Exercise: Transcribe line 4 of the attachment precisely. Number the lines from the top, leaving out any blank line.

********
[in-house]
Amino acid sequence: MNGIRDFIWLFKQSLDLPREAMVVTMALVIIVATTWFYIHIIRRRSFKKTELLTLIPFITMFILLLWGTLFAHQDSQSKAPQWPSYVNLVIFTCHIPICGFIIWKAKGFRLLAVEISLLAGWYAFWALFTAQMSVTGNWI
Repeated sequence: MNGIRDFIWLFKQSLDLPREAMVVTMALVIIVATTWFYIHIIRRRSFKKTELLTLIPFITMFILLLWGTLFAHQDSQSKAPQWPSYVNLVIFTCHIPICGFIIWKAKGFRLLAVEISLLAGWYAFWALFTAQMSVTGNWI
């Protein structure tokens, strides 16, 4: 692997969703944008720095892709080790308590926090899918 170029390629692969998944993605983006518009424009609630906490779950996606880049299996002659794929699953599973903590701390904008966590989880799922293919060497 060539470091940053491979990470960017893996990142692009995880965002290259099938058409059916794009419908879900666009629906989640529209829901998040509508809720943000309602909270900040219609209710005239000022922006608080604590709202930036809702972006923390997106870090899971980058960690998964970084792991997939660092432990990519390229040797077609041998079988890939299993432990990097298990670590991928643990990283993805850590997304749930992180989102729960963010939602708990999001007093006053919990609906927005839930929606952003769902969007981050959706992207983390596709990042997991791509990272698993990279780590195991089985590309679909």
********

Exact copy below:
């Protein structure tokens, strides 16, 4: 692997969703944008720095892709080790308590926090899918 170029390629692969998944993605983006518009424009609630906490779950996606880049299996002659794929699953599973903590701390904008966590989880799922293919060497 060539470091940053491979990470960017893996990142692009995880965002290259099938058409059916794009419908879900666009629906989640529209829901998040509508809720943000309602909270900040219609209710005239000022922006608080604590709202930036809702972006923390997106870090899971980058960690998964970084792991997939660092432990990519390229040797077609041998079988890939299993432990990097298990670590991928643990990283993805850590997304749930992180989102729960963010939602708990999001007093006053919990609906927005839930929606952003769902969007981050959706992207983390596709990042997991791509990272698993990279780590195991089985590309679909």